Cloud and mobile computing have created an imperative for the tech world: Change or fail. This year, legacy vendors like Dell, EMC and Microsoft all took major steps to reinvent themselves, sparking some of the biggest tech stories of the year. And all around us we've seen portents of big change at the intersection of tech and culture: self-driving cars, wearable technology, the use of drones for fun and profit. That's prompting increased attention on safety, privacy and public policy concerns as consumers and businesses alike figure out how to manage in this pervasively connected world. Here, not necessarily in order of importance, are the IDG News Service's picks for the top 10 tech stories of 2015.
Take that, Google! EU files antitrust charges
The European Commission in April charged Google with abusing its dominant position in Internet search services by favoring its own comparison shopping product, Google Shopping. A decision against Google could include a fine of up to 10 percent of the company's annual revenue. The Commission also opened an antitrust investigation into Android, suspecting Google of abusing its dominant position by, among other things, requiring device manufacturers to bundle Google's own services and applications with the mobile OS. For Google, the cases strike at the heart of how it controls access to services and generates profit. For some Europeans, it's a righteous blow against the hegemony of one of the giants of American technology.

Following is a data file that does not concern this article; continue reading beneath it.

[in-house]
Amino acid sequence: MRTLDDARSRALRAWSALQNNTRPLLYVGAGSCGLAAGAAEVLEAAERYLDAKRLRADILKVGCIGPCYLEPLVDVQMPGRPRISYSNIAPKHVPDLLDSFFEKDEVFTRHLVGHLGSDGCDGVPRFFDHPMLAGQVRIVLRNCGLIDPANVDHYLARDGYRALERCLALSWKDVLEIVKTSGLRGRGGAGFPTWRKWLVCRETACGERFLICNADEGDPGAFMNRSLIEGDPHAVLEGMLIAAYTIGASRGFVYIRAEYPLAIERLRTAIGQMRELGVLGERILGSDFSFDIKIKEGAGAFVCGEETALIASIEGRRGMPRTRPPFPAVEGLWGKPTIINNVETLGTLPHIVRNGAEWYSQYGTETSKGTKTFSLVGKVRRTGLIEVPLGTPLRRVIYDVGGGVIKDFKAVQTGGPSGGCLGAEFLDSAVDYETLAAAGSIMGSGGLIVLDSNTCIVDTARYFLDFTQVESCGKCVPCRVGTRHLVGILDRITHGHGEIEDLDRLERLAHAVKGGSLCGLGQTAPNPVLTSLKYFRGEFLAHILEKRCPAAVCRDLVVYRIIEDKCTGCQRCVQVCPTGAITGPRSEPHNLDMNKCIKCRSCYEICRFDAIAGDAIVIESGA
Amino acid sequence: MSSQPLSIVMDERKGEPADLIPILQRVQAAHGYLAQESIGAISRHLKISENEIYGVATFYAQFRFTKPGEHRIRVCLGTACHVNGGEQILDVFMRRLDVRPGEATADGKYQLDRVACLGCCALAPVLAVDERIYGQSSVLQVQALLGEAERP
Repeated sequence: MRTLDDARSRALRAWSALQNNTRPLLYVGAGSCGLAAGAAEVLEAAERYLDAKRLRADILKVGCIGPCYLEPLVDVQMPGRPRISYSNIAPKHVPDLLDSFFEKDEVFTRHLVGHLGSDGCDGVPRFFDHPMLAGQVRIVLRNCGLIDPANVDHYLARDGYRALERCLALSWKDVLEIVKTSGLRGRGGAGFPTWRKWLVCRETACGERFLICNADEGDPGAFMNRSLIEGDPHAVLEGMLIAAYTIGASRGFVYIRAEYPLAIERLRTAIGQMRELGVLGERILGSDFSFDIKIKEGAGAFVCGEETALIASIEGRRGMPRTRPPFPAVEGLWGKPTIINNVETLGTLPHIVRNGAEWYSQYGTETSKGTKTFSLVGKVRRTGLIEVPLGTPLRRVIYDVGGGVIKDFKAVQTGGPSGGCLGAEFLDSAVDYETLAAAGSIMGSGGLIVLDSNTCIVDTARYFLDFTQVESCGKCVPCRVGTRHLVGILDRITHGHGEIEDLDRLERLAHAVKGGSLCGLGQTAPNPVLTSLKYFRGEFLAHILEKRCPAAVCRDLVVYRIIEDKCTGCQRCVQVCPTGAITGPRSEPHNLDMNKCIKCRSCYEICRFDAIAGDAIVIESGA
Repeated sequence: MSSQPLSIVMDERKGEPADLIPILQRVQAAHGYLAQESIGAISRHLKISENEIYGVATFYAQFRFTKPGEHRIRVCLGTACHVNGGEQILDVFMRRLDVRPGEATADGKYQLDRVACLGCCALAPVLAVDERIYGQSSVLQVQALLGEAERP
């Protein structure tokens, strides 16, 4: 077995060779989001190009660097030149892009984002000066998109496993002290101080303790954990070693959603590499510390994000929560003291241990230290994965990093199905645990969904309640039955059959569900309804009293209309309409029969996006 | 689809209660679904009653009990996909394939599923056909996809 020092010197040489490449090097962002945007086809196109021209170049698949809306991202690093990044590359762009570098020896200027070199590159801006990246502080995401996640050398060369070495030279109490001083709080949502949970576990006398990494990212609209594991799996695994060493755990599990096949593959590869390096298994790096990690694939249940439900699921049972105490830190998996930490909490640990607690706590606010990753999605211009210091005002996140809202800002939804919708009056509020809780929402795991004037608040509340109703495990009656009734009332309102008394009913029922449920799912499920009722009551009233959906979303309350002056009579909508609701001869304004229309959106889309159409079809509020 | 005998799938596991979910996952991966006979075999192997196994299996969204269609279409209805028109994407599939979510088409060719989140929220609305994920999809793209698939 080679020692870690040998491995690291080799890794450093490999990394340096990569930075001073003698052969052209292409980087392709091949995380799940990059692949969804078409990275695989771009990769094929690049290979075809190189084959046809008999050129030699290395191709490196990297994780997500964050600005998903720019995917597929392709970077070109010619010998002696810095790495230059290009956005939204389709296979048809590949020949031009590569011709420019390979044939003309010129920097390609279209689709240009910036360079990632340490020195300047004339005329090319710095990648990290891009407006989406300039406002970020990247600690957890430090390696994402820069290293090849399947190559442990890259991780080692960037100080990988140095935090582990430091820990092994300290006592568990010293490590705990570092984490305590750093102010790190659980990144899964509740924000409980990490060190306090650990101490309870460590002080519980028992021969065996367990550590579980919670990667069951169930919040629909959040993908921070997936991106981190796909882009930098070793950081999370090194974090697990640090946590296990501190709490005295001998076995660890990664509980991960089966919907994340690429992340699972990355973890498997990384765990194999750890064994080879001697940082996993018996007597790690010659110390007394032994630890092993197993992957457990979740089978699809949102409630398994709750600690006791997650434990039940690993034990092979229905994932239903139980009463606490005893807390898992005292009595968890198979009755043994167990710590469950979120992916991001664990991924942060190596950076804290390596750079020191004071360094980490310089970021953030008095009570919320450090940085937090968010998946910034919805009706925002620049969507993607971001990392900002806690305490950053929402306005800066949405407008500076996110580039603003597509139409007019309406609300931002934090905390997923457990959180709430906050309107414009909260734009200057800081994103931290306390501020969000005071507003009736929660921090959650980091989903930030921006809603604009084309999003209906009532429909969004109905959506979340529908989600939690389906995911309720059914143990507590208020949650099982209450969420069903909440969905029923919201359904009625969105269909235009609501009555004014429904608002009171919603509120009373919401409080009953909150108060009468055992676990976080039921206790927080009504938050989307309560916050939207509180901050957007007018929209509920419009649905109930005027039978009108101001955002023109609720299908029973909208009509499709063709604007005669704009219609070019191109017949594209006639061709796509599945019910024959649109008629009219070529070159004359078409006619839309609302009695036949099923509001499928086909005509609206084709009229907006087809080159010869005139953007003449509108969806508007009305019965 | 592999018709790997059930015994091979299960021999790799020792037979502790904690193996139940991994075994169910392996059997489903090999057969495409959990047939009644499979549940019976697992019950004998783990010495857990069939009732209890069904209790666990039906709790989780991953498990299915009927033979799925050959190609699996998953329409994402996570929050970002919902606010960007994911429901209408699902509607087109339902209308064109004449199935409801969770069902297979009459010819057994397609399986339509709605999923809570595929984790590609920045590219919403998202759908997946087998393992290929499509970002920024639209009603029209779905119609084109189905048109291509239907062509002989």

Microsoft launches Win 10, gets mojo back
Just a year or so ago it seemed Microsoft was sucking its cash cow Windows OS dry while fading into post-PC era irrelevance. But with the launch of Windows 10 for PCs in July, along with subsequent releases for mobile devices, the company got a new lease on life. Microsoft is delivering a truly unified Windows platform on which universal apps can run across a wide variety of devices -- even Xbox and the Windows Holographic system. The OS was complemented in October by the well-received Surface Pro 4 tablet and the company's first laptop, the Surface Book, a keyboard-equipped notebook that can twist into a slate or snap apart to serve as a tablet -- a real flagship for the revamped ecosystem. The company can now say it has mobile devices with specs that stack up to any and a unified software platform to run on them.